Mountain bikers in fatal cougar assault did everything right, authorities say

Surviving cyclist in satisfactory condition in hospital as official says bikers tried to scare the mountain lion and then hit it

A mountain biker who was killed by a cougar near Seattle and his friend who escaped after the animal attacked him did everything right, authorities have said.

The two men were riding on a trail in the Cascade Mountain foothills on Saturday when the mountain lion began following them. Authorities said they did everything nation guidelines advise: getting off their bikes, constructing noise and trying to scare the animal away. One even smacked it with his bike, after it charged.

The cougar ran off but returned and assaulted when the men got back on their bikes. It bit one- the survivor- on the head and shook him. The second cyclist operate and the animal fell the first victim and pounced, killing its victim and dragging him back to what appeared to be its lair, Sgt Ryan Abbott of King county sheriff’s department said.

” They did everything they were supposed to do ,” Abbott said on Sunday.” But something was wrong with this puma .”

The survivor was still in hospital on Sunday. A Harborview Medical Center spokeswoman, Susan Gregg, said the 31 -year-old man was in satisfactory condition.

Authorities would not confirm the names of the cyclists until the man who died, a 32 -year-old Seattle resident, was formally identified. That was expected on Monday.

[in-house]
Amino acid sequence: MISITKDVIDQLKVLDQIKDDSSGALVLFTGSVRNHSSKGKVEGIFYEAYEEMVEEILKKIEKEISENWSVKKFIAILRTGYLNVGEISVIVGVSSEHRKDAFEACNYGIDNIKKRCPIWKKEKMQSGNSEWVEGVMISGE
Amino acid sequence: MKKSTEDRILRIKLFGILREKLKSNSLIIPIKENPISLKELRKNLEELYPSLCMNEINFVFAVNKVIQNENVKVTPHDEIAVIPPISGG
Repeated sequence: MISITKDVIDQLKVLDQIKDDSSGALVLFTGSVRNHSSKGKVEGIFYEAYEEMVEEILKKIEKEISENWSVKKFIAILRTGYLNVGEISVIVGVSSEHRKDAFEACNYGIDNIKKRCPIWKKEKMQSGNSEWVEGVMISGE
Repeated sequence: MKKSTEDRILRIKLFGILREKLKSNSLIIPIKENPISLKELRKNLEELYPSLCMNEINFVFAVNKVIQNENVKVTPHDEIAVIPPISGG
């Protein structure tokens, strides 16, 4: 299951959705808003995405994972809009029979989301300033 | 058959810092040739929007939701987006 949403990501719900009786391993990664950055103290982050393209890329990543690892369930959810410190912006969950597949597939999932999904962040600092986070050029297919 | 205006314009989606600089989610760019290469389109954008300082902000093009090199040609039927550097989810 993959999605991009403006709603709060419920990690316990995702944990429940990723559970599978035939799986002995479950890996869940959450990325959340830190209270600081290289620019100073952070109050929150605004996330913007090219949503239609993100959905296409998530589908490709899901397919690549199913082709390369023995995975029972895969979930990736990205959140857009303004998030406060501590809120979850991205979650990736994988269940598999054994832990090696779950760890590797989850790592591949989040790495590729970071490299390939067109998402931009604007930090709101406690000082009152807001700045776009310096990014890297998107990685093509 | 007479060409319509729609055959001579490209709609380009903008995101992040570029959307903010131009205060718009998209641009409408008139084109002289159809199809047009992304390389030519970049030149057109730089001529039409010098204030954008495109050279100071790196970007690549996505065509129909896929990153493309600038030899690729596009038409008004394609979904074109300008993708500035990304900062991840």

The attack near North Bend, 30 miles east of Seattle, was the first fatal cougar assault in Washington nation in 94 years. The first man managed to get on his motorcycle and ride off, looking back to find his friend being dragged into the trees, Abbott said. The cyclist rode for two miles before he could get a cellphone signal to bellow 911.

When rescuers arrived, it took about half an hour to discover the second victim, who was dead with the cougar on top of him in what appeared to be a den-like region. An officer shot at the animal, which ran off. Several hours later, country fish and wildlife agents employed dogs to track the cougar to a nearby tree. They shot and killed it.

Authorities planned to match DNA taken from the animal with Dna from the main victims to be certain they killed the right cougar. They also plan to examine the puma to watch what might have been wrong with it.

There are an estimated 2,000 cougars in Washington. Until the 1960 s, the nation paid hunters a bounty for killing them. Now it allows 250 to be hunted in 50 designated zones. While they are sometimes known to kill livestock or pets, and though one even detected its route into a park in Seattle in 2009, encounters with people are rare.

Attacks have become more common, though, as people encroach on the animals’ province. In North America, there have been about 25 deadly assaults and 95 non-fatal assaults reported in the past century, but more attacks have been reported in the US west and Canada over the past 20 years than in the previous 80.

Experts say people encountering the big cats in the wild should stop and pick up small children immediately. Because operating and rapid motions can trigger the animal’s prey drive, people should not run. Instead they should face the puma, speak firmly and slowly back away, appearing as large as possible by standing on a stone or stump or opening a sweatshirt or coat.

People should also is more and more assertive if the cougar does not back down. If it does assault, people should fight back.

” The idea is to convince the puma that you are not preys but a potential threat ,” Washington state fish and wildlife advises on its website.

Read more: www.theguardian.com

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